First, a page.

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Year : 2018  |  Volume : 9  |  Issue : 5  |  Page : 322-323  

Innovative use of felt-tip pen applicator for uniform spread of linkage fluid during dermatoscopy

Department of Dermatology, University College of Medical Sciences, New Delhi, India

Date of Web Publication4-Sep-2018

Correspondence Address:
Chander Grover
Department of Dermatology, University College of Medical Sciences, New Delhi
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Source of Support: None, Conflict of Interest: None

DOI: 10.4103/idoj.IDOJ_58_18

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How to cite this article:
Jakhar D, Grover C. Innovative use of felt-tip pen applicator for uniform spread of linkage fluid during dermatoscopy. Indian Dermatol Online J 2018;9:322-3

How to cite this URL:
Jakhar D, Grover C. Innovative use of felt-tip pen applicator for uniform spread of linkage fluid during dermatoscopy. Indian Dermatol Online J [serial online] 2018 [cited 2021 Apr 19];9:322-3. Available from: https://www.idoj.in/text.asp?2018/9/5/322/240536

Onychoscopy (nail unit dermatoscopy) and nail-fold capillaroscopy (NFC) are techniques increasingly being used to enable visualization of nail features and vascular components in proximal nail-fold (PNF), respectively. These require examination under polarized light to best discern the details. For this, a uniform application of a thin film of immersion fluid (oil or alcohol) is imperative; especially so for visualizing capillary architecture at higher magnifications.[1] Yet there are no standardized application techniques available. An earlier study had comparatively evaluated the use of an eye dropper, rolling with the lens of the dermatoscope, or the use of plastic misting bottle for spraying the fluid over the area to be examined.[2] The problems however are, that the application can be very messy (especially with oil); may produce an irregular fluid film (oil can be difficult to spread uniformly); or may carry particles or air bubbles, obscuring the field of examination and introducing artefacts.

As we tried one method after the other, we faced the inherent drawbacks of these techniques. With the use of a dropper or glass-tipped or rubber-tipped applicator, there was a problem with the stickiness and messy spread of oil onto the work station. Misting bottles work best for aqueous solutions or alcohol, which tend to be suboptimal linkage fluids as a faster evaporation leaves behind an irregular film, demanding repeated applications, thus making the process of dermatoscopic examination even more tedious.

Subsequently, we devised the use of commonly available felt-tip pen to ensure uniform and non-messy application of linkage fluid on the nail or PNF. The felt-tip pen, as we all know, has a tip made up of porous compressed fiber; as well as a central core of sponge for storing ink [Figure 1]. We took a used pen, from which the ink remnants were removed by soaking overnight in water. Thereafter, the dried sponge removed from the body of the pen was used to absorb the linkage fluid of choice. In our case, it was oil; but it can absorb alcohol as well. The unit was then re-assembled to form an oil-loaded pen. Its tip enabled uniform spread of oil (or alcohol) over the PNF or nail-plate [Figure 2]. We found that this system also took care of various impurities or bubbles in the linkage fluid or on the visualized surface, thus preventing irregular refraction of light, and ensuring that there were no floating particles in the view being examined [Figure 3]a and [Figure 3]b.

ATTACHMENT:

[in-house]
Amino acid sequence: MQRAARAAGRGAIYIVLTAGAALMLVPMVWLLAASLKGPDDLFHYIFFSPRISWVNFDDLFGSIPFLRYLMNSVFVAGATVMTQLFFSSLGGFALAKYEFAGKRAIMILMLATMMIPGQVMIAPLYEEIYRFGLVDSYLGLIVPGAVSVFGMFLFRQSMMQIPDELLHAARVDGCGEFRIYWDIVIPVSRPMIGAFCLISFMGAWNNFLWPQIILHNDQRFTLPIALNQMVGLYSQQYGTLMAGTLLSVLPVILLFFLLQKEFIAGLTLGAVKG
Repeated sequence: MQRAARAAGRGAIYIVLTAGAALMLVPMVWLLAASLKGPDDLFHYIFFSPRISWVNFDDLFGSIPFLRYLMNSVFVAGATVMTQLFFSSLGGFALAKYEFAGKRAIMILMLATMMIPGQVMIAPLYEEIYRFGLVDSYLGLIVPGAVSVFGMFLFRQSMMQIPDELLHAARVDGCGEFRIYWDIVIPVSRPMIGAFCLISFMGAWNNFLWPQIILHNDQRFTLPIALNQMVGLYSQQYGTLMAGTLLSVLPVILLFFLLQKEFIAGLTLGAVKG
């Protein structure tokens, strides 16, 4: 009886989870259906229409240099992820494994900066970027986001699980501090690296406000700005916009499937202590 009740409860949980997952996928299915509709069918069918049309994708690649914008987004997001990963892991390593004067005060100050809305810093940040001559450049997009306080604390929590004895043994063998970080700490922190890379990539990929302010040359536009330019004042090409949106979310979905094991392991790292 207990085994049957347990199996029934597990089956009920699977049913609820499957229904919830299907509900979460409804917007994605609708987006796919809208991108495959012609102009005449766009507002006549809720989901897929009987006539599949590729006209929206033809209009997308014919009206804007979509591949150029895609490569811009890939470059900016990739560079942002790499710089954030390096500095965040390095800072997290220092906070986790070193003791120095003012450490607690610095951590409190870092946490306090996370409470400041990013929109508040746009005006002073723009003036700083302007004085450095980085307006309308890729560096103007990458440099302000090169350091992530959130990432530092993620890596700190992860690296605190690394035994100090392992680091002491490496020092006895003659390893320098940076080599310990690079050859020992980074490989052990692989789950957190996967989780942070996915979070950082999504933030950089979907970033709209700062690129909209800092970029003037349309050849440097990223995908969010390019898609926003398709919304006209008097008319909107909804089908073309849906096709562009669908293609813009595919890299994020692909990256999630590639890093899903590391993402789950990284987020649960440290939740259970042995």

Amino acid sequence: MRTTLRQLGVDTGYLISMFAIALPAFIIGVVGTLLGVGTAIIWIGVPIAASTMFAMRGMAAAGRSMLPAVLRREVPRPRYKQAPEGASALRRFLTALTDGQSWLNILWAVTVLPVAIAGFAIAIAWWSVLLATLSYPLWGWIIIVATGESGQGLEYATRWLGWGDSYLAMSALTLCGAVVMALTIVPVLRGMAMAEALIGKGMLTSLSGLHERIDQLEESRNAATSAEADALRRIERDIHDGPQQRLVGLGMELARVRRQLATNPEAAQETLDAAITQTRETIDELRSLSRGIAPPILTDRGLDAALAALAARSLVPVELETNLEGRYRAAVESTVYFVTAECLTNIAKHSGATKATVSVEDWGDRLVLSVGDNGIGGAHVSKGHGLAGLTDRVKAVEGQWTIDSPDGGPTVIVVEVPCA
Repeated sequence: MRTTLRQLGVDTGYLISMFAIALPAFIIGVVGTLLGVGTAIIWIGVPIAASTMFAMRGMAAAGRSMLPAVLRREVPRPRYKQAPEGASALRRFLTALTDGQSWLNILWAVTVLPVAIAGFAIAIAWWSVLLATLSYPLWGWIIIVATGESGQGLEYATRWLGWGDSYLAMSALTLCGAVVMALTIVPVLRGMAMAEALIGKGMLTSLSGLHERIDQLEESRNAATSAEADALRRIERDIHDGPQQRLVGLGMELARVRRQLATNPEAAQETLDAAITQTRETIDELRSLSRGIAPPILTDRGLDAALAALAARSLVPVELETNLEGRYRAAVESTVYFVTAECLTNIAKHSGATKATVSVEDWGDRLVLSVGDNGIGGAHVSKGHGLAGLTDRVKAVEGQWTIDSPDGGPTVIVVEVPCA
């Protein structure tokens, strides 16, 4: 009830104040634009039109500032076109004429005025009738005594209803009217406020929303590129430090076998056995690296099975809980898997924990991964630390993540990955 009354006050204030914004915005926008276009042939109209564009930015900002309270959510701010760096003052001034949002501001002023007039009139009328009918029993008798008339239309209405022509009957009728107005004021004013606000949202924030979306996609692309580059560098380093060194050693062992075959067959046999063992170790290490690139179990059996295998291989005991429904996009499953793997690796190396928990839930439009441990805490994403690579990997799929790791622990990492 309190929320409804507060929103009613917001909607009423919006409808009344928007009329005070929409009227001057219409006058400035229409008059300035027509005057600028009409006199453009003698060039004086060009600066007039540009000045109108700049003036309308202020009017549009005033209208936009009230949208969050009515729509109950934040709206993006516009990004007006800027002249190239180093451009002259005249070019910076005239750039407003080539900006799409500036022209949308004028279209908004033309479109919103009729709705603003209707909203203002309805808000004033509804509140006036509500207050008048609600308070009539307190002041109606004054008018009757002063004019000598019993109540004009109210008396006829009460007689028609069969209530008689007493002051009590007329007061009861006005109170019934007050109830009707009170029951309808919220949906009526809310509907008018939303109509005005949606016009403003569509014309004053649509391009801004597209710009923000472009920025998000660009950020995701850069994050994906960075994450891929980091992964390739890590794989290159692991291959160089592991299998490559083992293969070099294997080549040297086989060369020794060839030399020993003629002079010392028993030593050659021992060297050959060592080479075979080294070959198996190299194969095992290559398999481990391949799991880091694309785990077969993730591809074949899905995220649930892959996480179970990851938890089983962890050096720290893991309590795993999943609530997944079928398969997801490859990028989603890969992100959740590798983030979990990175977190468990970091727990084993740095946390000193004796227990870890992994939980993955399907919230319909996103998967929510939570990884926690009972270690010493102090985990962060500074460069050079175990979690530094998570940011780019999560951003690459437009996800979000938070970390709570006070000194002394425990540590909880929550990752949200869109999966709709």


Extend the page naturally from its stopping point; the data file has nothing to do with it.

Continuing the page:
Figure 1: Felt-tip pen showing its various parts. The sponge is used to soak the immersion fluid that can then be spread uniformly with the felt-tip

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Figure 2: Immersion fluid (oil) being spread uniformly on the proximal nail-fold for conducting nail-fold capillaroscopy

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Figure 3: Visualized image without (a) and with the interface medium (b). The second image shows better clarity of capillary architecture. Note the absence of dust particles or air bubbles. A uniform, thin film ensures absence of light refraction or diffraction [Dinolite AM413ZT; ×150]

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We have been regularly using the felt-tip pen applicator for NFC, and onychoscopy and find it to be an organized and tidy technique. Though we initially started using it for NFC, we have found it to be equally useful in onychoscopy or dermatoscopy at select sites. It cannot, however, be used on potentially infected surfaces or on/near mucosae due to potential of spread of infection. The fiber tip cannot be sterilized by commonly used means and it is best to dispose it after few uses. The assembly is spill-proof as the linkage fluid has been absorbed into the sponge; thus, preventing accidental leakage into the working kit. It can be easily carried in a pocket, stored with dermoscopy equipment and reduces the mess associated with other spreading methods. We have found it to be equally acceptable by patients as well as examiners.

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Conflicts of interest

There are no conflicts of interest.

   References Top

Lencastre A, Lamas A, Sá D, Tosti A. Onychoscopy. Clin Dermatol 2013;31:587-93.  Back to cited text no. 1
Gewirtzman AJ, Saurat JH, Braun RP. An evaluation of dermoscopy fluids and application techniques. Br J Dermatol 2003;149:59-63.  Back to cited text no. 2


  [Figure 1], [Figure 2], [Figure 3]


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